It’s a lot to do with a Reddit forum called Wall Street Bets, whose two million-plus members wanted to put short-selling hedge funds and big-time investors in a bind. Many of these so-called “short sellers” had last year bet that the bricks-and-mortar business’ share price would fall lower in the digital age, as fewer people buy video games on physical discs.
The Reddit users and small-scale retail investors who heard about the buzz rallied behind GameStop and managed to manipulate the stock market, drastically inflating the company’s share price. The more people bought the stock, the more the price went up. This forced short-selling traders to buy more to stem their losses, driving the share price up even higher.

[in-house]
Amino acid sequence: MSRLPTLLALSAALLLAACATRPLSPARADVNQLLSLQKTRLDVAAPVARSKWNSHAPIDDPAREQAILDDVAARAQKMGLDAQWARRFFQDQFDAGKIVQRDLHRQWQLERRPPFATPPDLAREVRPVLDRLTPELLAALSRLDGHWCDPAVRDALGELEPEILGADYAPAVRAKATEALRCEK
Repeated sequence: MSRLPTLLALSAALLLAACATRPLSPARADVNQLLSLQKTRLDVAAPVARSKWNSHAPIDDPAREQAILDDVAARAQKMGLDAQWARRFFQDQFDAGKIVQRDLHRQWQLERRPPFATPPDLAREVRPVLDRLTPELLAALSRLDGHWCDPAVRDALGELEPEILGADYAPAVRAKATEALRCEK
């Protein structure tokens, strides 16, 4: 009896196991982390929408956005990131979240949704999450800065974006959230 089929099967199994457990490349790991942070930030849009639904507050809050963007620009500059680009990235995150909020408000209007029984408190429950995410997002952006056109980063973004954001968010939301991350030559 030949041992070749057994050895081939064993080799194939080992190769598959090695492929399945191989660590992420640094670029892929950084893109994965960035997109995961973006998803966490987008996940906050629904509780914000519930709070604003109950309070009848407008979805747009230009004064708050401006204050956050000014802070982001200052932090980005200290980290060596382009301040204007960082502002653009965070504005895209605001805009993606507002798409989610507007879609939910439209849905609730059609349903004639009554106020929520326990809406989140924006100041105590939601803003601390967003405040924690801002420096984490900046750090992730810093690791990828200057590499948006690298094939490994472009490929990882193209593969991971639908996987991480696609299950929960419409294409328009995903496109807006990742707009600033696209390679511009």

Other companies like Nokia and Blackberry have also seen stock prices rise as a spill-over effect from the social media-driven hype around GameStop. Redditors have even turned to ramping up the value of meme-inspired cryptocurrency Dogecoin.
In response to the massive surge in activity, some trading platforms have placed restrictions on users purchasing the shares of companies like GameStop due to concerns around volatility. This move has drawn criticism from some investors and politicians who say it goes against the idea of an open and free market.
Since the trading restrictions came into effect, GameStop’s shares fell from their short-lived peak but remained high at $US325 per share when trading in the US closed on Friday 29 January.
And the story is still developing.
Is short selling a stock a good idea?
Mr Gillham said he doesn’t necessarily agree with short-selling because “you’re not really investing”.
“The market’s about creating wealth and investing for the medium to longer term. It’s about buying something that grows in value,” he said.